With millions of IP cameras already deployed in the field and the availability of new WebRTC (Web Real-Time Communication) technology, certainly there are many applications in video surveillance and broadcasting using WebRTC and IP-cameras.
WebRTC is a plugin-free peer-to-peer connection framework, which can be used to provide high-quality audio/ video/ data transfer between peers. It uses Real-time Transport Protocol to transfer audio and video. WebRTC enables direct, peer-to-peer, video, audio, and data communication between two web browsers. This allows for video calling, video chat, and peer-to-peer file sharing entirely in the web browser, with no plugins. WebRTC applications “just work” right out of the box. No Flash, no Silverlight, no Java applets, no ActiveX controls; just pure video, audio, and data communication on any webpage.
Because WebRTC is entirely peer-to-peer, you don’t have to pay for any of the bandwidth across the wire and you get the highest performance and lowest latency possible.
For integrating an IP camera with a WebRTC application we first need to achieve media interoperability. This means that the input stream from camera needs to be transformed to a form, compatible with the WebRTC codecs and formats supported by browsers. This means to translate whatever the IP camera speaks into whatever the WebRTC browser supports. For this to happen, typically a piece of technology called a WebRTC Media Gateway is required.
Most IP cameras available in the market publish media using RTSP/H.264 or HTTP/MJPEG. To meet the high performance and low latency requirement of WebRTC, we need to use the media coming from IP camera in RTSP/H.264 protocol.
A media Gateway can be implemented using the RTSP client and WebRTC implementations in the host platform. However, there is a significant amount of customization needed to do this, as the default WebRTC implementation typically supports only the built-in camera of the system. For example, WebRTC implementation on Android supports only its on-board cameras. There are two ways the media can be bridged between RTSP and WebRTC.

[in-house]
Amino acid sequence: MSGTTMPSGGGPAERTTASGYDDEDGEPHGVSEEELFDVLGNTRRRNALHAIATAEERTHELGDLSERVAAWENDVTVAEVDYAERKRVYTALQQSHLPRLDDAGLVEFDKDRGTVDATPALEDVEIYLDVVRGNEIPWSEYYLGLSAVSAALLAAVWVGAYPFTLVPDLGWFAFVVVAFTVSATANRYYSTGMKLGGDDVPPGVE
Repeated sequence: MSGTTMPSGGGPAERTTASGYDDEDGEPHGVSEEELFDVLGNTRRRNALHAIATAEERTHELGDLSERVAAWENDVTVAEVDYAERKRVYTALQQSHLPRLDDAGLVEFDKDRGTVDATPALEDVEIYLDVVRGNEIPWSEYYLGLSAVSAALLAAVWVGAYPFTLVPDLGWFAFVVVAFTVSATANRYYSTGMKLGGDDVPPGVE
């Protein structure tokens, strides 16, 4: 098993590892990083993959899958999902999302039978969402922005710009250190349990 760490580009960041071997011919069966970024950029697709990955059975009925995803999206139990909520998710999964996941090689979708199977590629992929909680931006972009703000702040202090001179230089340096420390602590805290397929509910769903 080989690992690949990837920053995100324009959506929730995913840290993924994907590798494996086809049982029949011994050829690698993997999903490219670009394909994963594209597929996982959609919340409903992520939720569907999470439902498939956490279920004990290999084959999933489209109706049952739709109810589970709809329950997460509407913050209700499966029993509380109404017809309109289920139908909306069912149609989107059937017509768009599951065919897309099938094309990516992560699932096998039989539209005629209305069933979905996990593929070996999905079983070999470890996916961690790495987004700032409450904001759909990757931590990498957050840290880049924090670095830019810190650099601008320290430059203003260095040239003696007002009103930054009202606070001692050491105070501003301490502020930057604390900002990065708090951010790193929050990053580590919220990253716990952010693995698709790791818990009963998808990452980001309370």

One option is to get the video decoded into raw video formats (eg YUV_i420) and then re-encode the video using encoders, which are part of the WebRTC implementation. This requires the platform to decode the codecs in to raw audio and video formats and re-encode them to WebRTC codecs and media formats.
A more efficient way is to forward the H.264 encoded frames from RTSP directly to WebRTC. This avoids the processing overheads in transcoding the media stream. However, this needs a detailed understanding of the internals of the WebRTC implementation as well as the RTSP stream. One must also ensure that the media formats supported by the camera are compatible with WebRTC.
Implementing media forwarding involves video frame capture, video stream processing and playing the video on the WebRTC. Details on these topics are given in the sections below.
In order to bridge the video from the IP camera to WebRTC, the gateway should capture the video stream. For this purpose an RTSP client application based on Live555 Streaming Media can be used.
IP camera uses H.264 codec for encoding the media stream. An H.264 bitstream contains a sequence of Network Abstraction Layer (NAL) units. RTSP client in Live555 decodes H.264 stream into NAL units. These NAL units are send over a socket to WebRTC end point.
WebRTC enabled browsers support media codecs like H.264, VP8 or VP9. Native WebRTC gets the raw frames from the device camera, then encodes it into browser- compatible formats and pass to the browser.
For the media gateway implementation, the WebRTC encoder output is overridden with the H.264 frames from RTSP. The encoder works on its input from camera. The output is packed in to RTP and sent over webRTC. We override the contents of the encoder to insert video frames from RTSP. This way, the need for decoding and re-encoding the media is avoided and the program runs more efficiently.
Creating a bridging application between IP-camera and WebRTC requires a great deal of understanding about various protocols like RTSP, RTP, H.264 and SDP. It can be a daunting task. Gadgeon, with years of experience in Audio/video communication can help to navigate the challenges and provide the most efficient solution.